Practicing "Linking Pin" Management
I believe, to the depth of my heart, that there is no job in the State Department that is unimportant. I believe that everybody has a vital role to play, and it is my job to communicate and convey, down through every layer to the last person in the organization, the valuable role that they are performing and how what they do contributes to the mission.
We have to be linked. There is a management theory that was captured by a man named Rensis Likert many, many years ago called �Linking Pin Theory.� In any hierarchical organization, he said, there are leaders throughout that organization who serve as �linking pins� to connect the organization. I�m at the top, and we have assistant secretaries, under secretaries, office directors, bureau chiefs and all kinds of people; each one of them is a �link pin� that connects the organization, and the role of a �linking pin,� of a leader, is to make things happen and to connect people under that person with the next level up.
So, those of you who are leaders, I expect you to convey upward to me the problems in your organizations, the aspirations in your organization, the needs of your organization. I expect you to protect your people, to defend your people and fight for your people, all the way up to me. And when I come back down with the answers and we have looked at all the rough edges and we have made a decision as to what we are going to do, then we are all going to move out in that decision and stick with it, with coherence and consistency over time, unless it has been proven that we should move in a different direction.
I was watching a Discovery Channel show not too long ago about the Empire State Building. It was a wonderful one-hour special on this marvelous building. They took you up to the top floor where the leaders of the building and the owners of the building worked and lived. They had marvelous offices and apartments. In the last five minutes of this special, they took you into the basement of the building, into a huge room that was every bit as big as this auditorium. It was full of those 30-gallon black garbage bags, representing all the refuse that had come out of the building that day.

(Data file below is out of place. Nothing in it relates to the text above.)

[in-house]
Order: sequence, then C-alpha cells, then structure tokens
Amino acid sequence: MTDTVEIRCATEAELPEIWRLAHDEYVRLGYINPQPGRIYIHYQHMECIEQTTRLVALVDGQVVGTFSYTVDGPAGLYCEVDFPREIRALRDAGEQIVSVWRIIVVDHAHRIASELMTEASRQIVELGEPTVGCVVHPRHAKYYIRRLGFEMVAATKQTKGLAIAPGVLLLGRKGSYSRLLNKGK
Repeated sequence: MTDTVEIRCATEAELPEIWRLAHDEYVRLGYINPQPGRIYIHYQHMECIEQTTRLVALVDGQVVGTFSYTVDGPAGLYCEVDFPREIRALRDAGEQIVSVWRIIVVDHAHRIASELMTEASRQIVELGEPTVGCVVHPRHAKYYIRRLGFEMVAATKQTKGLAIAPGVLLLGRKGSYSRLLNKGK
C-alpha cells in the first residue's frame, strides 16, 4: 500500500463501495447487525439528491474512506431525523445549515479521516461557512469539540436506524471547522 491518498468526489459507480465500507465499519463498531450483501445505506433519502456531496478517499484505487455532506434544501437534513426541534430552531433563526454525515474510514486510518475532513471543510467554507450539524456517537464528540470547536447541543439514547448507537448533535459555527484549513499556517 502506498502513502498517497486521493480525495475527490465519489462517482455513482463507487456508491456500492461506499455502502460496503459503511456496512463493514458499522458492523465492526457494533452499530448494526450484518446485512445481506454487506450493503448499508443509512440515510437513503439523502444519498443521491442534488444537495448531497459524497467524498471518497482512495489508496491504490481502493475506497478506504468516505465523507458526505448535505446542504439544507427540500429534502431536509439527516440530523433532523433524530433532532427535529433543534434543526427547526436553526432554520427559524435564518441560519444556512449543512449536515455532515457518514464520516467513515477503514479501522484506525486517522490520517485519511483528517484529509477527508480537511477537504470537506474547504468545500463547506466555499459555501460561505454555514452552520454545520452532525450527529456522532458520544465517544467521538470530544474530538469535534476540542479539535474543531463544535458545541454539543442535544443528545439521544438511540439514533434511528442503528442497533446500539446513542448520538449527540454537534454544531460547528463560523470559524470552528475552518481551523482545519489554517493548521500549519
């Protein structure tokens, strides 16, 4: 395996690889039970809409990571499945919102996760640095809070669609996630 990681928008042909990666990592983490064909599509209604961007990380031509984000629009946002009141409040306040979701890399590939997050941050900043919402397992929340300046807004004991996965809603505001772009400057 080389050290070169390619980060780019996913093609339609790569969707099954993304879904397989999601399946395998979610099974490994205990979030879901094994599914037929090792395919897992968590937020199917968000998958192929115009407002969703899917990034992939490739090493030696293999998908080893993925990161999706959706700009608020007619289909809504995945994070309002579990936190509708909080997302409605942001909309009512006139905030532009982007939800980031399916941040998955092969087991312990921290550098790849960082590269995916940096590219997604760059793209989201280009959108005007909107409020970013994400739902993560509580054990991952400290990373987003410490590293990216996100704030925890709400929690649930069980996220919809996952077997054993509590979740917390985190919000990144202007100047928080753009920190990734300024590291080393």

There were five guys in maintenance uniforms who were going to empty all these bags, take them out of the building and put them in trash trucks and move it all out, in the certain knowledge that when they came back the next day, the room would be full of bags again. The camera focused on these five guys and went to the guy in the middle, who seemed to be the team leader. They asked him: �What�s your job?� He said: �My job is to make sure this building shines every day, to make sure that the people from around the world come to this building, see a clean building, that they can be happy they have made the trip. That�s my job.�
He was no trash collector. He understood that he was linked throughout that whole Empire State Building, so that he knew the mission and he knew the role that he played in the accomplishment of that mission.
As I go about my work, I will be trying to make sure that that concept of mission and linking goes throughout the organization here in Washington, and to all of our facilities around the world, and especially to make sure we are linked with all of those embassies in the front lines. I am going to do everything I can to make your job easier. I want you all to have fun under my leadership. I like to have fun. I am 63 going on 64. I don�t have to prove to anybody that I can work 16 hours a day if I can get it done in eight.
Anybody who is logging hours to impress me, you are wasting your time. Do your work, get the work done and then go home to your families. Do what you have to do to get the job done, but don�t think that I am clocking anybody to see where you are on any particular hour of the day or day of the week. We are all professionals here and can take care of that. Have fun. Enjoy the work.
�Excerpt from a talk delivered in Washington, D.C.
By Dr. Walter E. Massey